Written on behalf of Peter McSherry
The issue of legal costs in employment cases is often very important. In some cases, this question may well determine the direction of the case (i.e. whether to settle or take the case to hearing). This issue of costs can be quite complicated. It is important for employees considering filing a lawsuit against their employer or other workplace party to understand all the nuances.
The Default Setting
In civil cases, that is, lawsuits in court (as opposed to at human rights or other tribunal), the general rule is that the successful party must pay the losing party’s “partial indemnity costs”. Such costs are generally accepted to be roughly 60% to 66% of the actual costs incurred. For this reason, even full success in a claim will not allow for a full recovery of costs.
This default rule can be revised by either party making an “Offer to Settle”. If the employee, for example, offers to settle a case for $50,000, it is open to the company to accept this offer at any time prior to trial and pay “partial indemnity costs”. If it does not do so and the case results in a trial award of a sum over $50,000, then the company must pay the full legal costs from the date of the offer forward.
The theory of the rule is to encourage a reasonable and fair attempt to settle the case.
The defence might also make an offer as well. If the employer offers to settle the same case, for example, for $40,000, similar, but not identical results, will follow.
Firstly, in such an event, if the employee were to accept this offer, the company would have to pay partial costs to the date of the offer.
Should the case proceed to trial and the employee wins, the result critically must exceed $40,000. In essence, the definition of “winning” has now changed to be “win over $40,000”. If the judge awards, for example, $35,000, it would be a disaster to the plaintiff employee. In such a case, the employee would not only denied costs (from the date of the offer forward) but would also have to pay the employer’s partial costs from the date of the offer to the end of trial.
An Uneven Playing Field
Generally, most employees cannot accept the same degree of risk as a company based on a simple question of resources. On one hand, the employee may be risking not only his or her claim but also their personal hard-earned assets. On the other hand, a company may put similar dollars at stake, but these sums would be paid from a corporate account. These are two distinctly different realities.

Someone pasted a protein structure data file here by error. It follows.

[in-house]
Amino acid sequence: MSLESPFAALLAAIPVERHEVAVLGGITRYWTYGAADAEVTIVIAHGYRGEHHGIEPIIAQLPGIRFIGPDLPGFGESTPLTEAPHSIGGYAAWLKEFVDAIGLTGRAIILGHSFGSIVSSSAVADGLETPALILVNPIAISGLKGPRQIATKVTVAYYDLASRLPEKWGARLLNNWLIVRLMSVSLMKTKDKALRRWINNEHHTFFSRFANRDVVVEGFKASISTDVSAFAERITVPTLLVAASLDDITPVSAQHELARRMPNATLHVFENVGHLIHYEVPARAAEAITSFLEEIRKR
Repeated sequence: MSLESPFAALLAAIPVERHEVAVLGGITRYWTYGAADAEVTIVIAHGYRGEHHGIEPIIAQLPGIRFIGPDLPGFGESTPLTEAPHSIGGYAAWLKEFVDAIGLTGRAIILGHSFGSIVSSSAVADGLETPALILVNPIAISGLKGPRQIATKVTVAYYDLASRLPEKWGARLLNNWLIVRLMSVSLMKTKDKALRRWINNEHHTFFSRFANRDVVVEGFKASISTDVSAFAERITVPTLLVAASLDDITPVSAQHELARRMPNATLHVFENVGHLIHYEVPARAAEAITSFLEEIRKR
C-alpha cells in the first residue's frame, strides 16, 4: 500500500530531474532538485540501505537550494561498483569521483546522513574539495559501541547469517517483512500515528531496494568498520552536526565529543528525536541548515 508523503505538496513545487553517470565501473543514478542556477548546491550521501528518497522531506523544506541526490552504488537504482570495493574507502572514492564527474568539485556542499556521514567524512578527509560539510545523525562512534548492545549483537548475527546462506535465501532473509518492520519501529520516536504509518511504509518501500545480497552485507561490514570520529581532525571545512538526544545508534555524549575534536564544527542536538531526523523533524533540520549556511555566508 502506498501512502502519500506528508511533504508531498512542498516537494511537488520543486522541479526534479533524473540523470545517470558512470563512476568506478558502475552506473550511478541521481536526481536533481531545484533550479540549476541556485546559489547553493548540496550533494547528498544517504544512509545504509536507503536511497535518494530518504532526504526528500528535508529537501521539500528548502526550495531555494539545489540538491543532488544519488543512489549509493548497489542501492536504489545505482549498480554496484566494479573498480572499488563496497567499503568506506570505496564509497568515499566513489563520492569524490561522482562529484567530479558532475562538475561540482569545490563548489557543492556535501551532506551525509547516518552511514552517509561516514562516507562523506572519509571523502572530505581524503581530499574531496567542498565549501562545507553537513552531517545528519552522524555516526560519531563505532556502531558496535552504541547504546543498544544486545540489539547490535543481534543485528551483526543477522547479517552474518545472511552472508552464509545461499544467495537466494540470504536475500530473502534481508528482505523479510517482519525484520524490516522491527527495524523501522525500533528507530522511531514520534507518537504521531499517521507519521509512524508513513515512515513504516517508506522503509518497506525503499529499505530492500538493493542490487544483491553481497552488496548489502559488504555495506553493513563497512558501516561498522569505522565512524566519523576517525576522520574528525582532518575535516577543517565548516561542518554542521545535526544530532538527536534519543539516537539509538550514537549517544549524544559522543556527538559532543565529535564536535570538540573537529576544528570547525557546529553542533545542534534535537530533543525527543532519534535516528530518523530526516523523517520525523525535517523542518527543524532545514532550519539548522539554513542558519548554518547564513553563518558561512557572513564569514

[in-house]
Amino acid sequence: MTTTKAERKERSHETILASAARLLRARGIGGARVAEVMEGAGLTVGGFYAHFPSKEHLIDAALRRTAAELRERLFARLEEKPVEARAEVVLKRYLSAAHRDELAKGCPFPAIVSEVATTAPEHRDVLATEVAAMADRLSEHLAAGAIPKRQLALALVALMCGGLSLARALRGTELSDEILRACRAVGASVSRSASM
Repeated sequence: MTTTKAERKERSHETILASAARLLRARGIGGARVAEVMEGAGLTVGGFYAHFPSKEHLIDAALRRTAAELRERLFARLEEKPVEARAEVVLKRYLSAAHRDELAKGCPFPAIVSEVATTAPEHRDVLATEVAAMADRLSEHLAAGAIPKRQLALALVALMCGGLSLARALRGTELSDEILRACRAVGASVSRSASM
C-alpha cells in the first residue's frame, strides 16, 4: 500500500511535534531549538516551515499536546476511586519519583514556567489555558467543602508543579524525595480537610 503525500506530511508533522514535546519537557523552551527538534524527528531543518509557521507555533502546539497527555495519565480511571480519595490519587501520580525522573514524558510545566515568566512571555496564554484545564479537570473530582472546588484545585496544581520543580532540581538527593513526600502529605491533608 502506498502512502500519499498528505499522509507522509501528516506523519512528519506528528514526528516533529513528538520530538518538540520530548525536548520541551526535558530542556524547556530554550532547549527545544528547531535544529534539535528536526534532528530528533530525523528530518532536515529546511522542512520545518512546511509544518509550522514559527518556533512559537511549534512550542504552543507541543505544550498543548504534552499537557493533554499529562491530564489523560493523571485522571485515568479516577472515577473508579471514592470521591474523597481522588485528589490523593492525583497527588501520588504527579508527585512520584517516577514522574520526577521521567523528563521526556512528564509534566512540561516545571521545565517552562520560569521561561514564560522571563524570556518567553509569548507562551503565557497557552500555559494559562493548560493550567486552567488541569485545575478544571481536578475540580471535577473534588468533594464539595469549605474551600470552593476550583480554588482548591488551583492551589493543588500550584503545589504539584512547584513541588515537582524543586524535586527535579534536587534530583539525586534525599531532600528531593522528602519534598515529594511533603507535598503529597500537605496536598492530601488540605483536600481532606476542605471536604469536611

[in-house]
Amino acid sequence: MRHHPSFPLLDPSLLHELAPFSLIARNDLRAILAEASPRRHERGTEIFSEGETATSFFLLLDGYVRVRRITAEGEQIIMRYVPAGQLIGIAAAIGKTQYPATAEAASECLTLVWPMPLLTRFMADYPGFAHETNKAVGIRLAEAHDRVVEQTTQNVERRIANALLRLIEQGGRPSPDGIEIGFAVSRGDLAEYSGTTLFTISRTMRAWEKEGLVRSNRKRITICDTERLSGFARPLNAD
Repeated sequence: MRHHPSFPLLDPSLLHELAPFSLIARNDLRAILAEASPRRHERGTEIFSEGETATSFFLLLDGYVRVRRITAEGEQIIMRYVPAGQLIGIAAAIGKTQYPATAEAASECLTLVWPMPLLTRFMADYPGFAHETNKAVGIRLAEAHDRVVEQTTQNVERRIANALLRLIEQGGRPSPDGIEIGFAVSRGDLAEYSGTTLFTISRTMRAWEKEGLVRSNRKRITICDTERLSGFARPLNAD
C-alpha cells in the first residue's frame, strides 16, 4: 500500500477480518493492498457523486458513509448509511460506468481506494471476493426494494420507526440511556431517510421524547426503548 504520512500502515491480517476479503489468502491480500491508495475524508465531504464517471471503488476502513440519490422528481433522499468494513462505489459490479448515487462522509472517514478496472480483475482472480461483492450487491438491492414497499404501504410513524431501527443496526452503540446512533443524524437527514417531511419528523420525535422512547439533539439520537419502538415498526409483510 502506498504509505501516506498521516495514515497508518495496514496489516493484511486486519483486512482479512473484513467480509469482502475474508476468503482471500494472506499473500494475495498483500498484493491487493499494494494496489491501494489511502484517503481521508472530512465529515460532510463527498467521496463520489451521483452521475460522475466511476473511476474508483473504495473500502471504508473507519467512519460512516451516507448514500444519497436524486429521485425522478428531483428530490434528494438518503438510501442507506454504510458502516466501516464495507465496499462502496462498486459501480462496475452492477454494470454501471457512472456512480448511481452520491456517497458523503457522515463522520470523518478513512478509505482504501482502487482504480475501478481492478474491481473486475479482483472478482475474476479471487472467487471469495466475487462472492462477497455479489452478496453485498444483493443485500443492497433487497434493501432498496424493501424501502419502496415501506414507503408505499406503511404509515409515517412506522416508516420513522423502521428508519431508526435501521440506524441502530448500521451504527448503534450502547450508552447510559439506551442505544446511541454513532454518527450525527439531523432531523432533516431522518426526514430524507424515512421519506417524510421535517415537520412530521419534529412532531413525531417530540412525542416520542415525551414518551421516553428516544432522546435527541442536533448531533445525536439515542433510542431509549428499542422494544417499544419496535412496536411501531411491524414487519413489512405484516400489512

For that reason, the company’s offer must be scrutinized meticulously. Ironically, often a determined plaintiff employee would prefer that no settlement offers are made prior to trial. In that event, he or she would just need to recover a judgment, no matter the size, in order to be awarded costs.
Often plaintiff’s counsel will do a “risk analysis”. This involves an assessment of the difference between the offer made and the expected result. Suppose the offer of $40,000 is made. The first question posed would be – what is the expected recovery in court? Assume that sum is in the range of $75,000.
The next question would be what costs are at risk. The difference between “winning” and “losing” could be as much as $50,000 in costs.
This analysis then asks whether it worth the risk of an adverse costs decision to obtain another $35,000? Often the answer is no.
Removing Costs as a Factor
When starting a lawsuit, plaintiff’s counsel may often consider other forms of relief in which costs are not an issue. Human rights cases do not award costs in favour of the winner or against the loser.
In Unjust Dismissal cases under the Canada Labour Code, a successful employee can recover costs but cannot be ordered to pay costs should he or she lose.
Take Advice and Understand the Risks
It is important to understand all the risks you face if filing a lawsuit against your employer, including the question of costs. You may indeed have a very good case but that is only the first step in what can be a long process. When settlement offers are considered, by you, or by your opponent, all repercussions must be understood.
When starting a case, particularly if there are human rights issues involved, you must understand the full ramifications of how to proceed.
If you are seeking legal advice on employment issues, contact the offices of Guelph employment lawyer Peter McSherry. We can guide you through the issues and defend your position. Contact us online or by phone at 519-821-5465 to schedule a consultation.